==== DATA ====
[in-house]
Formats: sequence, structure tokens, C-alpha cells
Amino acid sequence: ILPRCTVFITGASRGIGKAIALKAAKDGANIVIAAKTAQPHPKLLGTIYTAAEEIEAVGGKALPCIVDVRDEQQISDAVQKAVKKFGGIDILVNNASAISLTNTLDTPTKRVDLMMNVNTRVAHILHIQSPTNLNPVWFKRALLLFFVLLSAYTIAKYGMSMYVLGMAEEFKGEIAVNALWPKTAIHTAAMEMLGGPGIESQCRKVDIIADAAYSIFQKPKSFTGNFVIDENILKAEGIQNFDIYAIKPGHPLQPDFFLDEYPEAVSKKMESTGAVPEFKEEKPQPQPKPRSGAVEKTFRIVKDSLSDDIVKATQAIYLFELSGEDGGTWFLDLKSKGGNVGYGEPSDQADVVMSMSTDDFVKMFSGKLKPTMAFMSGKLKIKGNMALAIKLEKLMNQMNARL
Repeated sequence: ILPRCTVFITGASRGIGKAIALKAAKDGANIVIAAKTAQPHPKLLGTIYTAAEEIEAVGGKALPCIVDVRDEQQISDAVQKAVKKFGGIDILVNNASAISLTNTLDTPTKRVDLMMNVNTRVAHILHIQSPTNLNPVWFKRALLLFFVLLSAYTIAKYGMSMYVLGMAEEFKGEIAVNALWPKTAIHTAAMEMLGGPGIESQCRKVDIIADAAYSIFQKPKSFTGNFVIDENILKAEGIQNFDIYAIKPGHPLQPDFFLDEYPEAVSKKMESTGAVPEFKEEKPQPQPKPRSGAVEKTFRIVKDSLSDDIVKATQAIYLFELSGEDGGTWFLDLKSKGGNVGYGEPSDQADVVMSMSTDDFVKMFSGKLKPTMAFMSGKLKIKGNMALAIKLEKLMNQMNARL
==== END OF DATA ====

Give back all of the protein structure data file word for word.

[in-house]
Formats: sequence, structure tokens, C-alpha cells
Amino acid sequence: ILPRCTVFITGASRGIGKAIALKAAKDGANIVIAAKTAQPHPKLLGTIYTAAEEIEAVGGKALPCIVDVRDEQQISDAVQKAVKKFGGIDILVNNASAISLTNTLDTPTKRVDLMMNVNTRVAHILHIQSPTNLNPVWFKRALLLFFVLLSAYTIAKYGMSMYVLGMAEEFKGEIAVNALWPKTAIHTAAMEMLGGPGIESQCRKVDIIADAAYSIFQKPKSFTGNFVIDENILKAEGIQNFDIYAIKPGHPLQPDFFLDEYPEAVSKKMESTGAVPEFKEEKPQPQPKPRSGAVEKTFRIVKDSLSDDIVKATQAIYLFELSGEDGGTWFLDLKSKGGNVGYGEPSDQADVVMSMSTDDFVKMFSGKLKPTMAFMSGKLKIKGNMALAIKLEKLMNQMNARL
Repeated sequence: ILPRCTVFITGASRGIGKAIALKAAKDGANIVIAAKTAQPHPKLLGTIYTAAEEIEAVGGKALPCIVDVRDEQQISDAVQKAVKKFGGIDILVNNASAISLTNTLDTPTKRVDLMMNVNTRVAHILHIQSPTNLNPVWFKRALLLFFVLLSAYTIAKYGMSMYVLGMAEEFKGEIAVNALWPKTAIHTAAMEMLGGPGIESQCRKVDIIADAAYSIFQKPKSFTGNFVIDENILKAEGIQNFDIYAIKPGHPLQPDFFLDEYPEAVSKKMESTGAVPEFKEEKPQPQPKPRSGAVEKTFRIVKDSLSDDIVKATQAIYLFELSGEDGGTWFLDLKSKGGNVGYGEPSDQADVVMSMSTDDFVKMFSGKLKPTMAFMSGKLKIKGNMALAIKLEKLMNQMNARL